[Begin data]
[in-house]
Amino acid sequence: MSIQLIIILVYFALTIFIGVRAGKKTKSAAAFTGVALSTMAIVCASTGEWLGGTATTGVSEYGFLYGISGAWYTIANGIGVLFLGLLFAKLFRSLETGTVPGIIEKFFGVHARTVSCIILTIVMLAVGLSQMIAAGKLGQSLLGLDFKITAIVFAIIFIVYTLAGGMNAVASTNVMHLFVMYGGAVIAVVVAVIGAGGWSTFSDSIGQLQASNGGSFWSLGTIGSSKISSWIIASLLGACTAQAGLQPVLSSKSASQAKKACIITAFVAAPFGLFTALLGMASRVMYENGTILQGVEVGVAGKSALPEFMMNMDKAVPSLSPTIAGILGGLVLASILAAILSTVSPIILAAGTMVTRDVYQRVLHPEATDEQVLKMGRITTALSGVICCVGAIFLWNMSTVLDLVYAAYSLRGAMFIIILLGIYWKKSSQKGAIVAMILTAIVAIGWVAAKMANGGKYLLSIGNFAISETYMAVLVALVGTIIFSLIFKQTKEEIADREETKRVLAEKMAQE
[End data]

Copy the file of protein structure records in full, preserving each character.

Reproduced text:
[in-house]
Amino acid sequence: MSIQLIIILVYFALTIFIGVRAGKKTKSAAAFTGVALSTMAIVCASTGEWLGGTATTGVSEYGFLYGISGAWYTIANGIGVLFLGLLFAKLFRSLETGTVPGIIEKFFGVHARTVSCIILTIVMLAVGLSQMIAAGKLGQSLLGLDFKITAIVFAIIFIVYTLAGGMNAVASTNVMHLFVMYGGAVIAVVVAVIGAGGWSTFSDSIGQLQASNGGSFWSLGTIGSSKISSWIIASLLGACTAQAGLQPVLSSKSASQAKKACIITAFVAAPFGLFTALLGMASRVMYENGTILQGVEVGVAGKSALPEFMMNMDKAVPSLSPTIAGILGGLVLASILAAILSTVSPIILAAGTMVTRDVYQRVLHPEATDEQVLKMGRITTALSGVICCVGAIFLWNMSTVLDLVYAAYSLRGAMFIIILLGIYWKKSSQKGAIVAMILTAIVAIGWVAAKMANGGKYLLSIGNFAISETYMAVLVALVGTIIFSLIFKQTKEEIADREETKRVLAEKMAQE